At a recent University of Michigan event, Charlie Munger stated that our government should leave Social Security completely as-is. He was attacked by Bloomberg and ZeroHedge for various comments he made at said event.
|By: captjjyossarian Friday September 24, 2010 12:36 pm|
|By: truthexcavator Saturday July 31, 2010 10:47 am|
Insurance Companies Steal Money From Fallen Soldiers
|By: Josh Nelson Monday July 19, 2010 3:57 am|
Unfortunately, as far as I can tell, the answer is no. On Thursday I documented a blatantly false Bloomberg news story designed to mislead readers about the level of support for President Obama’s temporary moratorium on deepwater drilling. Bloomberg’s poll (PDF), which the story was based on, asked the following (bottom of page five): “Do you think the spill proves off-shore drilling is just too dangerous and should be banned in U.S. waters, or was this a freak accident and offshore drilling can be made safer and should not be banned?” Based on this question, the Bloomberg headline blared: Americans in 73% Majority Oppose Deepwater Drilling Ban. The story begins, “Most Americans oppose President Barack Obama’s ban on deepwater oil drilling in response to BP Plc’s Gulf of Mexico spill…” Bloomberg made the same false claim two days later in a Businessweek story.
Obviously, there is a huge difference between an indefinite ban on all offshore drilling and President Obama’s temporary moratorium on deepwater drilling. Regardless, Bloomberg polled about the former and reported on the latter. And frankly, I use the word ‘reported’ extremely loosely here. What Bloomberg actually did is fabricate public opinion information on a highly contested public policy issue that is currently being considered in some form by all three branches of government. This is important because political actors, both within Congress and the Obama Administration, may look to public opinion polls like this one to determine the proper course of action.
I’m not alone in finding Bloomberg’s reporting on this poll to be highly objectionable. Several thoughtful observers have taken note, criticizing Bloomberg’s coverage on the similar grounds. Kevin Drum of Mother Jones writes, “This is stunningly bad journalism… The Bloomberg results make for an exciting headline, but that’s about it. Correlation with reality is pretty close to zero.” At Media Matters, Eric Boehlert explains, “There’s an apples-and-oranges problem here that Bloomberg News ought to acknowledge and correct.” The Washington Post’s Jon Cohen adds, “The latter question is useful to understanding public attitudes, but it’s not necessarily focused on the ban that’s in place. That question potentially confounds views on the short-term ban, drilling more broadly and the cause of the spill.” And Yves Smith of Naked Capitalism writes, “I could tell from the mere headline that the poll question was inept and/or unduly suggestive.”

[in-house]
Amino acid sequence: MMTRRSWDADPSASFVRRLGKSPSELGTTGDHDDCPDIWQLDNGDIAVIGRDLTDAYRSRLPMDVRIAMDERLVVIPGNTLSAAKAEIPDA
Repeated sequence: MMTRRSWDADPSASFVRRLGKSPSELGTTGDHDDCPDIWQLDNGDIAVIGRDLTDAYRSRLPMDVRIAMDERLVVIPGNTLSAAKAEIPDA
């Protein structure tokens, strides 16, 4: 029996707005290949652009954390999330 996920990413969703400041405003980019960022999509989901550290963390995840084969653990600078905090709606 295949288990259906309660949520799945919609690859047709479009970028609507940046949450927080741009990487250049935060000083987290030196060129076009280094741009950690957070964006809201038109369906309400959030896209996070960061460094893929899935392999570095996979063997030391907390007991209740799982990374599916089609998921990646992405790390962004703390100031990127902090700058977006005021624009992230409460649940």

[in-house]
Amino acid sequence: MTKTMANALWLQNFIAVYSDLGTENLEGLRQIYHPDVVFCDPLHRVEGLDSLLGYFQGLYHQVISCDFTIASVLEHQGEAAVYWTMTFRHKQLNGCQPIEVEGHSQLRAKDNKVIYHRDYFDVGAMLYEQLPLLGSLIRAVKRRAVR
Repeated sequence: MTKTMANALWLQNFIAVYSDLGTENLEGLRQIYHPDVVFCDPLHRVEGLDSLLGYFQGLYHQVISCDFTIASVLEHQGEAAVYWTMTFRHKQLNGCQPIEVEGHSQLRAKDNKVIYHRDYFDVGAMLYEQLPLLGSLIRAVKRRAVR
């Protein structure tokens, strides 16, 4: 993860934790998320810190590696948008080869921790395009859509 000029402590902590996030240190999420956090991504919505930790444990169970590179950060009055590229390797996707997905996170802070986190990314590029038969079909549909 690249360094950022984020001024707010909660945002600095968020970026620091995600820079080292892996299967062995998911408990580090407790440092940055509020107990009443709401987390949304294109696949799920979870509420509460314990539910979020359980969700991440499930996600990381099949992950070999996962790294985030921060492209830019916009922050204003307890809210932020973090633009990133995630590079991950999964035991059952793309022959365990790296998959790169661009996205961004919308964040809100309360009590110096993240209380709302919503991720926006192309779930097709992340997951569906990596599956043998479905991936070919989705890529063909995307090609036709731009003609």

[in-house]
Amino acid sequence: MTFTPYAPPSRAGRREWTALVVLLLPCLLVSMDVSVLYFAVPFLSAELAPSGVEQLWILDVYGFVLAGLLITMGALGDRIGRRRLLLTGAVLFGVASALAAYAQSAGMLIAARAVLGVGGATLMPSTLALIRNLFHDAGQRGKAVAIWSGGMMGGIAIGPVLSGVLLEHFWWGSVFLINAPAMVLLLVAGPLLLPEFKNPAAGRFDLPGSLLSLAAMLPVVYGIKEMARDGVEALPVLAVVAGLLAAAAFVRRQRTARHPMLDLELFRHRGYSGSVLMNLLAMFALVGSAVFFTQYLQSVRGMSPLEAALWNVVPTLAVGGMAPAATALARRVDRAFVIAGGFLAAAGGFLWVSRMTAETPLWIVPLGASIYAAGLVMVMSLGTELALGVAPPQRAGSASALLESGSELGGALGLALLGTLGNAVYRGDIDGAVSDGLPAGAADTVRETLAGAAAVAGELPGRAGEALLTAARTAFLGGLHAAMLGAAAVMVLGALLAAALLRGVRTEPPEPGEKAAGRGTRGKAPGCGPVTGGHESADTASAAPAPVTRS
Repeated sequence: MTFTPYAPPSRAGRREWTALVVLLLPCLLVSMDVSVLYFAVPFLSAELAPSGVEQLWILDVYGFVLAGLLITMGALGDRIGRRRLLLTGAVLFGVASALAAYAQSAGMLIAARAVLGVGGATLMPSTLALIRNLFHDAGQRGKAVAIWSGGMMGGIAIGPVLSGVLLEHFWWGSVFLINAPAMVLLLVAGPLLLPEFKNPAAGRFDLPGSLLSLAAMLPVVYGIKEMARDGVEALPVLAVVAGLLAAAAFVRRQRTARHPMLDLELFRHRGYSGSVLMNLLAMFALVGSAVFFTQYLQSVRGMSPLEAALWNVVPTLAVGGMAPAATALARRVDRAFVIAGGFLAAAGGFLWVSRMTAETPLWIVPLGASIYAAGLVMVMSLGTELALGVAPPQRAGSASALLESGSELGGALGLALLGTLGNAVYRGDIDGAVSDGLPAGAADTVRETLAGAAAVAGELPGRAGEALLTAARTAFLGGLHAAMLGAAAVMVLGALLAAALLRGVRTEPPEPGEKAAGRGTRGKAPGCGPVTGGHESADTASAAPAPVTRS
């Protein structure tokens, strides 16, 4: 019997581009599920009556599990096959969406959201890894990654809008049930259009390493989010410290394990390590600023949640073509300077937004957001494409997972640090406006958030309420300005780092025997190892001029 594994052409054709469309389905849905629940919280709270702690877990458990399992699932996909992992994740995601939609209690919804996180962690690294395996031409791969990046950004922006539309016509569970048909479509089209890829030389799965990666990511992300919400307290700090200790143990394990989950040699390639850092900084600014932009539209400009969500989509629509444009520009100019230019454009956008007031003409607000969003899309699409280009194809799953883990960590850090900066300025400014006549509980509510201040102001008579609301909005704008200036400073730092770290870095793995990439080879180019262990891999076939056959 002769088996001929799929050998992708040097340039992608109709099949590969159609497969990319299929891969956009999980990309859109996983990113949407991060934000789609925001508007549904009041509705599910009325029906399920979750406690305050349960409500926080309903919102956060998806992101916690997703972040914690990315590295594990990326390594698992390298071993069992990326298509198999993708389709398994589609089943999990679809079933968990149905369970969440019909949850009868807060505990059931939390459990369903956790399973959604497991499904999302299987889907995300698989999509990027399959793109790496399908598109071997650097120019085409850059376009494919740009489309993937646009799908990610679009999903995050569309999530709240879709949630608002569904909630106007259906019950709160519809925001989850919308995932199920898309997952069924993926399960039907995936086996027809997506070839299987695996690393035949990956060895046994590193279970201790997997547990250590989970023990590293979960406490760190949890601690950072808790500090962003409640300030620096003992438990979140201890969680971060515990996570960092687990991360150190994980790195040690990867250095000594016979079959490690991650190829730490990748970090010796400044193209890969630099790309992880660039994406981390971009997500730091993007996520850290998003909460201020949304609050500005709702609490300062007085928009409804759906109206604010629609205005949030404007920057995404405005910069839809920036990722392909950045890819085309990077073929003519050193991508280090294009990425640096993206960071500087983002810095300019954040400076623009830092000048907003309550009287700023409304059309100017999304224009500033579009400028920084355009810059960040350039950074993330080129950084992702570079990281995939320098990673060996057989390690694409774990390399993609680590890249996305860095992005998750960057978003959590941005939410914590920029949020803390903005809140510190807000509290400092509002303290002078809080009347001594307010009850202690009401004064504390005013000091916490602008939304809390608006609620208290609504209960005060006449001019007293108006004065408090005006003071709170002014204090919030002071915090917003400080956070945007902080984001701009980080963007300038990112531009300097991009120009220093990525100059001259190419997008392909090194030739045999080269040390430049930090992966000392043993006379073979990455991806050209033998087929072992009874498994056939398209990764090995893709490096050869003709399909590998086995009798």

|By: Josh Nelson Thursday July 15, 2010 10:30 am|
The beginning of this Bloomberg story is completely false:
Most Americans oppose President Barack Obama’s ban on deepwater oil drilling in response to BP Plc’s Gulf of Mexico spill, even as they hold the company primarily responsible for the incident.
Almost three-fourths, or 73 percent, say a ban is unnecessary, calling the worst oil spill in U.S. history a “freak accident,” according to a Bloomberg National Poll.
Without looking at the poll’s toplines (PDF), you might not realize what is wrong with these two paragraphs. As it turns out, Bloomberg’s poll did not ask about President Obama’s temporary ban on deepwater drilling. Here is the question they actually asked:
As you can see, they asked whether all offshore drilling should be banned in U.S. waters, without specifying a timeframe. President Obama’s moratorium, on the other hand, applies only to deepwater drilling (deepter than 1,000 feet) and only for six months.
I’ve emailed the Bloomberg reporter who made this mistake, Kim Chipman, and will be updating here if a correction is made.
|By: Chuckie Corra Tuesday May 18, 2010 2:01 am|
Don Blankenship is in more hot water. Maybe one day this coal conman will be ousted, or better yet…arrested
|By: captjjyossarian Thursday May 6, 2010 1:29 pm|
DOW drops 998, Bloomberg & Zerohedge Offline
|By: Leo W. Gerard Friday April 16, 2010 9:18 am|
Canada went beyond erecting a memorial to commemorate 26 workers killed in a coal dust and methane explosion at the Westray mine 18 years ago. Canada criminalized corporate disregard for worker safety. It’s called the Westray Law. America needs its own such statute – an Upper Big Branch Law – holding corporate managers and directors criminally accountable for ditching safety for dollars.